Updated: Jul 8
So many things have changed in the past few years : those of us who are not millennials cannot recognize the world of our childhood. I remember my parents describing their younger years, which took place well before World War II. Their lives did not involve television, a telephone in every home or omnipresent cars: all elements that defined mine. I used to reflect on the disconnect they have felt between the environment in which they grew up and the one in which they lived most of their adult life. Until a few years ago, I believed I had experienced fewer changes in my life than they did., I also felt that the transitions they experienced were amplified by the fact that they were born in a rural area in northern Italy and moved to live in large Italian and international cities to raise my sister and me. Having turned 60, I am now quite far from my early years, and I am not that sure anymore.
Indeed, one of the most notable changes I have witnessed is related to how we communicate and exchange information and the rate at which we do so. Technologies to process and transfer information have changed how we plan and manage our organizations. Moreover, technology's impact is likely to accelerate further in the years ahead. In this blog, I will try to reflect on some critical drivers of change within organizations. They are not necessarily restricted to innovation in information technology but are often related to or enabled. I will also elaborate on some approaches that someone may find helpful to experiment with. The pace, the intensity, and the instruments of change will not be the same everywhere or within all economic sectors. Every specific situation will require proper contextualization.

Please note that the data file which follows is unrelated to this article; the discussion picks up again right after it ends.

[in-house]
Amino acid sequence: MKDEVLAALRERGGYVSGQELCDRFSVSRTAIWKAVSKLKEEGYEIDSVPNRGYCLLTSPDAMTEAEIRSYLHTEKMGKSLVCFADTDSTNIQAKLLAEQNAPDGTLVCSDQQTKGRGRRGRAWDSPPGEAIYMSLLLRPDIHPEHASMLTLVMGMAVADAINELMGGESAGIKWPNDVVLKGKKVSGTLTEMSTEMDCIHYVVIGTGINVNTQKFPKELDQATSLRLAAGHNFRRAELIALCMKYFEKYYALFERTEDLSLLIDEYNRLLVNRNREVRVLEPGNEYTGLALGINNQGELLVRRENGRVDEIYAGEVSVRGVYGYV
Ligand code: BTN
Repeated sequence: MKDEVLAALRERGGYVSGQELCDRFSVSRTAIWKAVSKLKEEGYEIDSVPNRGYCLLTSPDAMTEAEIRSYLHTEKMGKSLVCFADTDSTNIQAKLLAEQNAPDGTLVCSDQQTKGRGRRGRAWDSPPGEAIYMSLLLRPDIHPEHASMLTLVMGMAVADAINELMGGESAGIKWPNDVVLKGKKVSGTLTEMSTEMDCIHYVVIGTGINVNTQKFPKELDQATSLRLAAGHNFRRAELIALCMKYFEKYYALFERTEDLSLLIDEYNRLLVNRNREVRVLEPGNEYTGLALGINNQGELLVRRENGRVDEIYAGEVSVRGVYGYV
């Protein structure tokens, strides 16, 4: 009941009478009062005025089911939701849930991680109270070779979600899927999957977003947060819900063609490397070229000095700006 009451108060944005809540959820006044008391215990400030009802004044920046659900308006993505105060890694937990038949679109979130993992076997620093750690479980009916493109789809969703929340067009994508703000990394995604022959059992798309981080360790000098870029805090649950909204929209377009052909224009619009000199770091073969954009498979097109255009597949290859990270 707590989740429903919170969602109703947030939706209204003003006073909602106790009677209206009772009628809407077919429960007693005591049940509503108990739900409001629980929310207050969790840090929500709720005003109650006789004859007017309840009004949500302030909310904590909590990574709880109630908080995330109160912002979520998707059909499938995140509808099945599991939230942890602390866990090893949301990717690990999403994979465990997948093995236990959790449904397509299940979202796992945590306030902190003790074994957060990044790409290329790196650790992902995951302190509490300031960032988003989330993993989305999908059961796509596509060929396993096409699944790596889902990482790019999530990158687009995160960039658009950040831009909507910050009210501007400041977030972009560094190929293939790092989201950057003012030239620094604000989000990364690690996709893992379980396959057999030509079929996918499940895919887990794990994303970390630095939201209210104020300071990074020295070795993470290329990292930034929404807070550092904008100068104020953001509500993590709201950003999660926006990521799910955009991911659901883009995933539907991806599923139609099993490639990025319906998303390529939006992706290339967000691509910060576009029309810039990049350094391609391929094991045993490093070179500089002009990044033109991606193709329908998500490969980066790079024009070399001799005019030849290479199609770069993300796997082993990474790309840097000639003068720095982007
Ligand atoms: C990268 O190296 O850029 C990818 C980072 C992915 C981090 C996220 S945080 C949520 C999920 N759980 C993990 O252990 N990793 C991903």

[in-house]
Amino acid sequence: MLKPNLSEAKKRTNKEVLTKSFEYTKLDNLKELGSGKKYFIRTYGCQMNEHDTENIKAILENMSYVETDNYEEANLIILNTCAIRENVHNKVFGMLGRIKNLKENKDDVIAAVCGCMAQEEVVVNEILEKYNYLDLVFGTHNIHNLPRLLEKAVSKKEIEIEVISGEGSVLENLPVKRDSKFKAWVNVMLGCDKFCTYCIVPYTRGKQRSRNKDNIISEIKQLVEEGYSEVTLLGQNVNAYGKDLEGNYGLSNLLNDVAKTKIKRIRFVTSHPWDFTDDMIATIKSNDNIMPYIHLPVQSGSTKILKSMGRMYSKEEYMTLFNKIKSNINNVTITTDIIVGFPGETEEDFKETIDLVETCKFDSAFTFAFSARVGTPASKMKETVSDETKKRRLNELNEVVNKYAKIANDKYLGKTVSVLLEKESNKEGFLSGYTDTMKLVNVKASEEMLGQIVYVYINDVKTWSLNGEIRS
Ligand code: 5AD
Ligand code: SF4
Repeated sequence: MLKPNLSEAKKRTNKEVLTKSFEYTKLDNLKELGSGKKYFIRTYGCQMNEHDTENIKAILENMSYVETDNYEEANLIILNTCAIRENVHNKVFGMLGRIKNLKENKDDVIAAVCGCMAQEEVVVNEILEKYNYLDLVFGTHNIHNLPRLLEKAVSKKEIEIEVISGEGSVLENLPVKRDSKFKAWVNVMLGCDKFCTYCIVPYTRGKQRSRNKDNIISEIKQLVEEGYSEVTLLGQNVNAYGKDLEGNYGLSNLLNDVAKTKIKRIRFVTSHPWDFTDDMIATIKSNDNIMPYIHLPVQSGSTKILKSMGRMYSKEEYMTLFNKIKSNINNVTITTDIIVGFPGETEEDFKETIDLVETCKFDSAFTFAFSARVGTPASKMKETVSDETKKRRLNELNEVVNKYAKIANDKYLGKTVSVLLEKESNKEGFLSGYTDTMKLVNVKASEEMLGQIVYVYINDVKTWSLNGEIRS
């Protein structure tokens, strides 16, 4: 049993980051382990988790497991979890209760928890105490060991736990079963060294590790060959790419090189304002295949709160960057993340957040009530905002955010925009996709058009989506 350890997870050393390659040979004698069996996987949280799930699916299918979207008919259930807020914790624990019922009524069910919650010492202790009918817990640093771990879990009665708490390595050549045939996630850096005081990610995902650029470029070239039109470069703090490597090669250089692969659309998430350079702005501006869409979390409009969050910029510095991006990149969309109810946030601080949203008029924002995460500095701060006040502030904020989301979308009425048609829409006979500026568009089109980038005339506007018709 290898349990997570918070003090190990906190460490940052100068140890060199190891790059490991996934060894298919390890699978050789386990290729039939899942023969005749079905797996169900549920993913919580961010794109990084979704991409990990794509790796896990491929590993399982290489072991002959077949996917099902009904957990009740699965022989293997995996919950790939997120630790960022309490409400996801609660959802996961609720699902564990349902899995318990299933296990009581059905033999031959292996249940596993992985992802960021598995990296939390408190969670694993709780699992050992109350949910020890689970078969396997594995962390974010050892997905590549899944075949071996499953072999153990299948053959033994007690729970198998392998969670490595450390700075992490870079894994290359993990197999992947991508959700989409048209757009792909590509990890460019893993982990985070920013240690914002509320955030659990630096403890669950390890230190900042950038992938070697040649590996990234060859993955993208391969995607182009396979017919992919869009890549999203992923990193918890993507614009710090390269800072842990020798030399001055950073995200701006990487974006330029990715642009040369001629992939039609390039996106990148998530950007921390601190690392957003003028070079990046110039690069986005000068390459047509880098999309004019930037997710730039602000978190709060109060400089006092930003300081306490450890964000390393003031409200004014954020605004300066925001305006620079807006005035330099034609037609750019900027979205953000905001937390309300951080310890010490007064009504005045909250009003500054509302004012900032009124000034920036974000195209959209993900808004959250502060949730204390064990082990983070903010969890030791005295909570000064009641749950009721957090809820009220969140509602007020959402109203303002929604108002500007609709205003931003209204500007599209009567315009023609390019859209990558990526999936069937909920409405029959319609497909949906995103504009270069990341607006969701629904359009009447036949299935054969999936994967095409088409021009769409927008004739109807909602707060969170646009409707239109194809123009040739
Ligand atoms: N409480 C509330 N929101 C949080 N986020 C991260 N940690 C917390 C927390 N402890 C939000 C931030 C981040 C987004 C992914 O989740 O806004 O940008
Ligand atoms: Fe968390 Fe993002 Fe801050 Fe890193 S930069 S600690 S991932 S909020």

To understand the evolution of a given organization, the more important aspect to consider is the intentions of the individuals that compose it and the stakeholders that revolve around it. The approaches and techniques discussed in the following chapters will appeal to those who believe that one cannot change a system without transforming first oneself. Intentions will determine the matters toward which they will direct their attention and therefore drive the organization's evolution. In that respect, the notion of consciousness will be one of the significant threads through most of the sections that follow. Along with Agility, Collective Intelligence and Digital Transformation, Consciousness represents one of the four petals of the peaceful Organizational Revolution unfolding before us.
Why the petals and the revolution? Because significant, disruptive changes can bring positive and negative impact. If you see a young plant germinating, you cannot know if it is a weed or a beautiful flower. I hope that the approaches presented here will help create environments within our organizations where diversity, inclusivity, and performance can flourish.
Let’s start by having a look at how the power of information is shaking the very foundations upon which our societies are built.
Follow the thread here .
This post first appeared on the LUSVAL blog at https://fr.lusval.com/post/introduction-to-the-4-petals
Photo by PIXNIO